FORT LEONARD WOOD, Mo. — They proved they are superior among the rest — at Friday’s award ceremony, Maneuver Support Center of Excellence leaders named Sgt. 1st Class John Marquis as the 2023 Drill Sergeant of the Year and the Best Squad title went to the 1st Engineer Brigade’s squad.
The competitions were held concurrently from June 5 to 8 across Fort Leonard Wood, with several of the events overlapping.
“I have witnessed greatness this week. I have witnessed physical toughness and mental resiliency,” said U.S. Army Chemical, Biological, Radiological and Nuclear School Regimental Command Sgt. Maj. Raymond Quitugua Jr.
The MSCoE Drill Sergeant of the Year Competition is designed to find Fort Leonard Wood’s most disciplined, fit and effective instructor.
Staff Sgt. Chase Stevens, the 2022 MSCoE DSOY, helped plan this year’s DSOY competition.
“We asked the brigades to send us their best and they delivered,” Stevens said. “Those six drill sergeants … are truly the epitome of what a drill sergeant should be.”
The four-day competition consisted of many of the same tasks taught in basic combat training. Some of the skills the six competitors were tested on included: marksmanship, physical readiness training, first aid, day infiltration course, land navigation, methods of instruction and a formal selection board.
“The day infiltration course was phenomenal to watch. They had to carry their weapon and a five-gallon water can. They executed a water resupply to an ambulance exchange point. The personal grit displayed was motivating,” Stevens said. “They pushed themselves. They had to problem solve. It was not an easy task to do while low crawling.”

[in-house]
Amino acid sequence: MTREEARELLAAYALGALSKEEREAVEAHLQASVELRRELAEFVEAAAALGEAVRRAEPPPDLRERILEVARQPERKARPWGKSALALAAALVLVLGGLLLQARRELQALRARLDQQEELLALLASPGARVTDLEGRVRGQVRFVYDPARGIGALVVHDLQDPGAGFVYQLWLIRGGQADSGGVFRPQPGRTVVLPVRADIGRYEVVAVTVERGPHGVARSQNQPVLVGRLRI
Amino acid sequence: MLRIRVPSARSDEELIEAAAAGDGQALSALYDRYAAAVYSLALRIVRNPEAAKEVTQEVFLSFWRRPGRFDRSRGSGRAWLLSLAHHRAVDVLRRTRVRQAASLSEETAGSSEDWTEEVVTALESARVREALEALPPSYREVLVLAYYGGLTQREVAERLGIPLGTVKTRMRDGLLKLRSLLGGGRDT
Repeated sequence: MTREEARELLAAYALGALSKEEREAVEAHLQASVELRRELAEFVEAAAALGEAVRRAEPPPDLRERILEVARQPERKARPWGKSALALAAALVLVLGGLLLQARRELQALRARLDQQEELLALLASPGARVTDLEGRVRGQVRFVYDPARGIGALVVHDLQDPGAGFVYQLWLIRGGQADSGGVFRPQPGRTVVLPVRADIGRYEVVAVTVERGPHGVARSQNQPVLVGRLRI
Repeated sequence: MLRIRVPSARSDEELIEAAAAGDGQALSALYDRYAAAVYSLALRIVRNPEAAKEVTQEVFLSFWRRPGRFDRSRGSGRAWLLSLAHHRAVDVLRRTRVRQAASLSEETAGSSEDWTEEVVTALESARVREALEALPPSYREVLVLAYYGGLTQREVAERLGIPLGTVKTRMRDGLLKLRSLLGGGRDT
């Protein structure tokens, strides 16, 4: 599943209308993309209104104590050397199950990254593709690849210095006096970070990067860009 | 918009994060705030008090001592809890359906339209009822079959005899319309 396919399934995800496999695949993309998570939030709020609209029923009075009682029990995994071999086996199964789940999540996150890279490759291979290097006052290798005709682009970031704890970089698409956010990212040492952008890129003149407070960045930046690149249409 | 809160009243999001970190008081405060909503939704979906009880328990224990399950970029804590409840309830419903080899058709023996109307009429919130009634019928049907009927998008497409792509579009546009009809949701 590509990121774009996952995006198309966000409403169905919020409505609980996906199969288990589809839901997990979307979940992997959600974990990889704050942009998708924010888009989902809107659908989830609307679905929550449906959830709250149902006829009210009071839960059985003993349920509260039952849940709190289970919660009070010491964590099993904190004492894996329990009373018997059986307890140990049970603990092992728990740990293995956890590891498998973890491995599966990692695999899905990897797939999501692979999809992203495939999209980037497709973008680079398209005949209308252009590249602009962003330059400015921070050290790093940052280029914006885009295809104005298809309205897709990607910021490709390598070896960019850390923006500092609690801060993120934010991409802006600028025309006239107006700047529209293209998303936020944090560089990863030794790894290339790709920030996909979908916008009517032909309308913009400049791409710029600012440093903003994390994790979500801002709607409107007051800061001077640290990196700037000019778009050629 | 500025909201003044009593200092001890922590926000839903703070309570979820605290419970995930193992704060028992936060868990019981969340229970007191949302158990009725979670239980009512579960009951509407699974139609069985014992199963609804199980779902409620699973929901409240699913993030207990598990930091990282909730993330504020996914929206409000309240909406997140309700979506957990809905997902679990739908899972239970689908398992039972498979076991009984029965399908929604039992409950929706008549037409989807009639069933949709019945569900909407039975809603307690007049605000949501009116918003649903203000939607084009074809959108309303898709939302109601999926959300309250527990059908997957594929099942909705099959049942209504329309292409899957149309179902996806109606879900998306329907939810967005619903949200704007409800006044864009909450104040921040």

Competitors were required to show proficiency at performing selected Soldier skills while teaching those tasks to trainees in a simulated environment.
Stevens said he was impressed by the motivation the DSOY competitors displayed throughout the competition. Not only did they stay motivated, but they were consistently motivating the Best Squad competitors they were competing alongside of.
“The motivation level on the first day of the competition was not any different than their motivation level on the final day of the competition.” Stevens said. “The drill sergeants were helping the Best Squad competitors by making sure they got their gear off between events, helped them submerge (in ice water to cool off), then got them motivated for their next event.”
He said the drill sergeants were doing what drill sergeants do best, “giving Soldiers a little bit of direction and a lot of motivation.”
Stevens has known Marquis for a while and said he has always been impressed with this year’s DSOY.
“When I was on the trail, we worked across the street from each other. Day-in and day-out, he is the textbook drill sergeant,” Stevens said. “He got the highest Army Combat Fitness Test score; he also got additional points for finishing first on the physical endurance course and the confidence obstacle course.”
Marquis, a native of Klamath Falls, Oregon, is a drill sergeant with Company A, 795th Military Police Battalion, 14th Military Police Brigade.
Marquis said drill sergeants are important to the Army because they lay the foundation of each Soldier.